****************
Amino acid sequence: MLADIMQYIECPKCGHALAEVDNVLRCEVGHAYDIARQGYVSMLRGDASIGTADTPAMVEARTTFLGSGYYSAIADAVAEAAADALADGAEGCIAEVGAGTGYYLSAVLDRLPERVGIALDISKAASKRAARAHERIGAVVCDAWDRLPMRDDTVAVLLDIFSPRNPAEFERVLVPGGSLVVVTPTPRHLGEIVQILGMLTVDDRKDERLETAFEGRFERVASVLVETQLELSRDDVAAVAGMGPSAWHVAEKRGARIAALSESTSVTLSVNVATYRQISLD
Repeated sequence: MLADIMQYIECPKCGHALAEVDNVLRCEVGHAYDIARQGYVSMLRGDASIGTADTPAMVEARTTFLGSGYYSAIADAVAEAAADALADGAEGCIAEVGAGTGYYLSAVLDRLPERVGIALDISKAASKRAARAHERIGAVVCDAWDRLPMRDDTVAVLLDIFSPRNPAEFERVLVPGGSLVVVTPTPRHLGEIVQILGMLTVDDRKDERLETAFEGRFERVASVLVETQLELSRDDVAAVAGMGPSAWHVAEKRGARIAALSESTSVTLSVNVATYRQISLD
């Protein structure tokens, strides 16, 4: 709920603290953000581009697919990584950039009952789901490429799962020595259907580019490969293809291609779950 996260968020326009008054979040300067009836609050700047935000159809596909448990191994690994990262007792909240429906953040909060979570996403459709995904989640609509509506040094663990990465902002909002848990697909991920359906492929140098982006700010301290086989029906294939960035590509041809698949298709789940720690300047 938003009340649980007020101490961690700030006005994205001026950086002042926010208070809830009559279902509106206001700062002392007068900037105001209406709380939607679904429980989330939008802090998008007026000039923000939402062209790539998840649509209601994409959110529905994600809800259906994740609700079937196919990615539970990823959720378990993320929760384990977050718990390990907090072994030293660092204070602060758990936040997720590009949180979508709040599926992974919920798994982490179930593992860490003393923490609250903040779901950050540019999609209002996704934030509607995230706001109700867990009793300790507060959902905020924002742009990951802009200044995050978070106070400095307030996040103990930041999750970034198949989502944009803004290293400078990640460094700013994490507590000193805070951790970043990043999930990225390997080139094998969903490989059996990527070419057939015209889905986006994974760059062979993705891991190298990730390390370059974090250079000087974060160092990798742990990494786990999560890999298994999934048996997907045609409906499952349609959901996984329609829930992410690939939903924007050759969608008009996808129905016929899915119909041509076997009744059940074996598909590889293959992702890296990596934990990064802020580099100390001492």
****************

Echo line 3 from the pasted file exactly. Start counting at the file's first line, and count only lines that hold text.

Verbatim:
């Protein structure tokens, strides 16, 4: 709920603290953000581009697919990584950039009952789901490429799962020595259907580019490969293809291609779950 996260968020326009008054979040300067009836609050700047935000159809596909448990191994690994990262007792909240429906953040909060979570996403459709995904989640609509509506040094663990990465902002909002848990697909991920359906492929140098982006700010301290086989029906294939960035590509041809698949298709789940720690300047 938003009340649980007020101490961690700030006005994205001026950086002042926010208070809830009559279902509106206001700062002392007068900037105001209406709380939607679904429980989330939008802090998008007026000039923000939402062209790539998840649509209601994409959110529905994600809800259906994740609700079937196919990615539970990823959720378990993320929760384990977050718990390990907090072994030293660092204070602060758990936040997720590009949180979508709040599926992974919920798994982490179930593992860490003393923490609250903040779901950050540019999609209002996704934030509607995230706001109700867990009793300790507060959902905020924002742009990951802009200044995050978070106070400095307030996040103990930041999750970034198949989502944009803004290293400078990640460094700013994490507590000193805070951790970043990043999930990225390997080139094998969903490989059996990527070419057939015209889905986006994974760059062979993705891991190298990730390390370059974090250079000087974060160092990798742990990494786990999560890999298994999934048996997907045609409906499952349609959901996984329609829930992410690939939903924007050759969608008009996808129905016929899915119909041509076997009744059940074996598909590889293959992702890296990596934990990064802020580099100390001492």